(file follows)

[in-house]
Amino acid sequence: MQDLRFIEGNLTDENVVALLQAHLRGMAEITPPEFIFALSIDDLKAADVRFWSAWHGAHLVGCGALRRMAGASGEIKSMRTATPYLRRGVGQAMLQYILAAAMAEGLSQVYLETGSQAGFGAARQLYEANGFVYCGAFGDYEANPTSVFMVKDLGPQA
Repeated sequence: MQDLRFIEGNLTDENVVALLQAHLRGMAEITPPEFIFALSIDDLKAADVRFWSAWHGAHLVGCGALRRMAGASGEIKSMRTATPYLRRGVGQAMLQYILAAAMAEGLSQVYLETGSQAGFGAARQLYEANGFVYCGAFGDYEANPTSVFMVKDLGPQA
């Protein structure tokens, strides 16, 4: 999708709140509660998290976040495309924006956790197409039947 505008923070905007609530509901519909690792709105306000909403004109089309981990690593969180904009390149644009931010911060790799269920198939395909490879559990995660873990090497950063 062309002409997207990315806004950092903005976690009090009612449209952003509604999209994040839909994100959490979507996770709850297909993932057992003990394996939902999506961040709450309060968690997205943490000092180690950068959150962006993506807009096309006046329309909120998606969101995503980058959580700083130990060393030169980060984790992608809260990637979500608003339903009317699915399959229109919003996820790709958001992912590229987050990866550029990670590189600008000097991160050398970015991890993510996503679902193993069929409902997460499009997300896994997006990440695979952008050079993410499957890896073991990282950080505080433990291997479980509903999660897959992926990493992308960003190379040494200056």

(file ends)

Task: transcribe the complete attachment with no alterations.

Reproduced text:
[in-house]
Amino acid sequence: MQDLRFIEGNLTDENVVALLQAHLRGMAEITPPEFIFALSIDDLKAADVRFWSAWHGAHLVGCGALRRMAGASGEIKSMRTATPYLRRGVGQAMLQYILAAAMAEGLSQVYLETGSQAGFGAARQLYEANGFVYCGAFGDYEANPTSVFMVKDLGPQA
Repeated sequence: MQDLRFIEGNLTDENVVALLQAHLRGMAEITPPEFIFALSIDDLKAADVRFWSAWHGAHLVGCGALRRMAGASGEIKSMRTATPYLRRGVGQAMLQYILAAAMAEGLSQVYLETGSQAGFGAARQLYEANGFVYCGAFGDYEANPTSVFMVKDLGPQA
């Protein structure tokens, strides 16, 4: 999708709140509660998290976040495309924006956790197409039947 505008923070905007609530509901519909690792709105306000909403004109089309981990690593969180904009390149644009931010911060790799269920198939395909490879559990995660873990090497950063 062309002409997207990315806004950092903005976690009090009612449209952003509604999209994040839909994100959490979507996770709850297909993932057992003990394996939902999506961040709450309060968690997205943490000092180690950068959150962006993506807009096309006046329309909120998606969101995503980058959580700083130990060393030169980060984790992608809260990637979500608003339903009317699915399959229109919003996820790709958001992912590229987050990866550029990670590189600008000097991160050398970015991890993510996503679902193993069929409902997460499009997300896994997006990440695979952008050079993410499957890896073991990282950080505080433990291997479980509903999660897959992926990493992308960003190379040494200056």